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Evolving Giants and Miniatures

January 17, 2012

Giant snail

Tiny frog

Animals of gigantic size fascinate us. So do animals that are incredibly tiny. But how do they get that way? Why do some animals evolve into giants, while others downsize?

Scientists have several hypotheses, all with evidence but also exceptions

Island evolution. Suppose a population gets trapped on an island, with finite real estate and other resources. Those who miniaturize (also called dwarfing) need less “stuff” to grow more offspring, and to reach reproductive maturity sooner; thus, natural selection.  Examples include Shetland ponies, mini mammoths, even dwarf dinosaurs. And there’s the famous maybe-human “hobbit” of Flores, Indonesia. Other resource-limited environments–such as the interior of a pitcher plant–can select for the tiniest frog.

But…islands also evolve the giant rat, and the Galapagos tortoise. Hm, back to the drawing board.

Temperature. In colder climates, according to Bergmann’s rule, larger animals do better, because they have larger volume-to-surface ratio. Since heat loss is proportional to surface area, larger animals lose less heat per calorie than smaller ones. That explains why the ice age saw large mammals such as the woolly mammoth and rhino. Once the ice thawed, smaller forages outgrazed and outreproduced them. Similarly, polar indigenous people tend to be heavier than those of the tropics.

But some birds (chickadees) are smaller in colder climates. For that matter, how do teensy robins and cardinals ever make it through our Ohio winter, while I huddle in three sweaters–never mind.

Predation. To avoid predation, it helps to get large. This is especially true of marine fish. The open ocean, as we all know from Jaws, has no place to hide. Fish and other marine denizens, such as squid and whales, evolve to tremendous sizes.

But–the alternative is to be small and make a gazillion offspring, some of whom always evade capture. The ocean also contains the largest populations of medium small fish such as menhaden, critical to support the larger ones; along with teensy plankton. And the teensiest microbes of all, such as Prochlorococcus. Barely big enough to contain working ribosomes, yet one of nature’s most important producers of oxygen.

A British research team concludes, “The course of size evolution is dependent on a complex interplay of many other factors.”

What do you think?

  1. Alex Tolley permalink
    January 17, 2012 10:34 pm

    Does Bergmann’s Rule apply to all phyla, or just warm blooded ones? Tropical climes seem to have the largest representatives of arthropods. If you are cold blooded, small size would seem the best way to warm up when the sun rises in the morning.

    The examples you gave show that while there may be general tendencies, there is plenty of variation to create counter examples.

  2. January 18, 2012 9:24 am

    Bergmann’s rule applies only to warm-blooded animals; although, there is some ambiguity as to what warm-blooded means, with respect to large animals. For example, a large animal might thermoregulate through heat released by gut microbial fermentation.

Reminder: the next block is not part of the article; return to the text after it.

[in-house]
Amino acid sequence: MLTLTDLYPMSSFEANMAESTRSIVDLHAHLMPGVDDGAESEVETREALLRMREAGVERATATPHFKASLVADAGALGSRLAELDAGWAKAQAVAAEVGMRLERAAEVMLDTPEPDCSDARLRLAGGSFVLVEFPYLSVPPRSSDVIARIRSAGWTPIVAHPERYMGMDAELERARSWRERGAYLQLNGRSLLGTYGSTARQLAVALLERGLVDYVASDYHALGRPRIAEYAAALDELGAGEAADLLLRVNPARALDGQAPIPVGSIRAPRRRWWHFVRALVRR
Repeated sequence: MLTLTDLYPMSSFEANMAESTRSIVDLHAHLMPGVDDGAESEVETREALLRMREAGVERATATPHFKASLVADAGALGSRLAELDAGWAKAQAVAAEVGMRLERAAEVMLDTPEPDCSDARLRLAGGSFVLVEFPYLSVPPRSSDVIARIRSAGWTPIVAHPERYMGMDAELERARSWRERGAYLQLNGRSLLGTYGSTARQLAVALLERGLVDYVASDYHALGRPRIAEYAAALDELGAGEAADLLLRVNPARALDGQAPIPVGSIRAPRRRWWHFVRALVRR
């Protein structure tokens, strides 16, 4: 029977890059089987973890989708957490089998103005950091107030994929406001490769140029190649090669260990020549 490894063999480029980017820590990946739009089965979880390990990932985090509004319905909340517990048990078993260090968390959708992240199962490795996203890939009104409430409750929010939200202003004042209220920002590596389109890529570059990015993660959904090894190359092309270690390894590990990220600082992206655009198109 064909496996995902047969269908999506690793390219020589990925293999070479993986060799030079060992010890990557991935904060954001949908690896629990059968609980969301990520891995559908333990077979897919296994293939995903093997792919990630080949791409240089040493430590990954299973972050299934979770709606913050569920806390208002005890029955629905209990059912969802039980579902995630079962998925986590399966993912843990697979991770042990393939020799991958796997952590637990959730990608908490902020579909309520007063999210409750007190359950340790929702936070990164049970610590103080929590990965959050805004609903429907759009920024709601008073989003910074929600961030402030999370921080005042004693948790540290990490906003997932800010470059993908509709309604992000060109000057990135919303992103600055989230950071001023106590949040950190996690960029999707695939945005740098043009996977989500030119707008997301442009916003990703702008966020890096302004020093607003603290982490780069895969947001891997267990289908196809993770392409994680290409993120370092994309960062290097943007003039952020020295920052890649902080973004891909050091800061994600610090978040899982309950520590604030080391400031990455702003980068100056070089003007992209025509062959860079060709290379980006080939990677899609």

For a given animal, there may be many factors that outweigh thermoregulation. For instance, resource scarcity might have greater selective pressure than temperature. That might explain why chickadee size works the other way.

  3. January 19, 2012 10:01 pm

    I think Bernd Heinrich wrote something about how golden-crowned kinglets get through the winter in Winter World. That and his Thermal Warriors (about insect thermoregulation) are great reading if you want to geek out on temperature regulation (they’re written for laymen, fortunately).

    As for size, the general rule in the literature for island gigantism and island dwarfing is that if it’s bigger than a rabbit, it dwarfs, while if it’s smaller than a rabbit, it gets bigger. Obviously, someone forgot to send copies of Island Biology to the Caribbean, where all these tiny herps live. That’s ultimately the problem: animals can’t read, especially when they’re evolving, and those tiny frogs, geckos, and blind snakes don’t know that they were supposed to be getting bigger.

    As for human size, I live in a state that had both the tallest (Mojave) and shortest (Yuki) Indian tribes in North America (heights by average). Note that this doesn’t follow Bergmann’s rule, since the Yuki lived in the northern Sierra and the Mojave lived in the Sonoran Desert (yes, the Mojave lived mostly in the Sonoran desert). Thing is, California had probably the highest density of separate tribes in the US, so one has to question whether there was any biology involved (unlikely) or whether it was a statistical artifact of having a big chunk of the sample population (more likely, in my opinion).

    • January 19, 2012 10:22 pm

      Those tiny geckos and snakes must be evolving with a very limited resource of some sort. That would be my hypothesis.

      About the people, that reminds me that in Africa the tallest (Tutsi) and shortest people (pygmy) live in the central region, quite close together. That partly reflects how long people have evolved in Africa; a long time for generating diversity. To a lesser extent, California may represent the same, a place where a lot of native Americans diverged for a long time.

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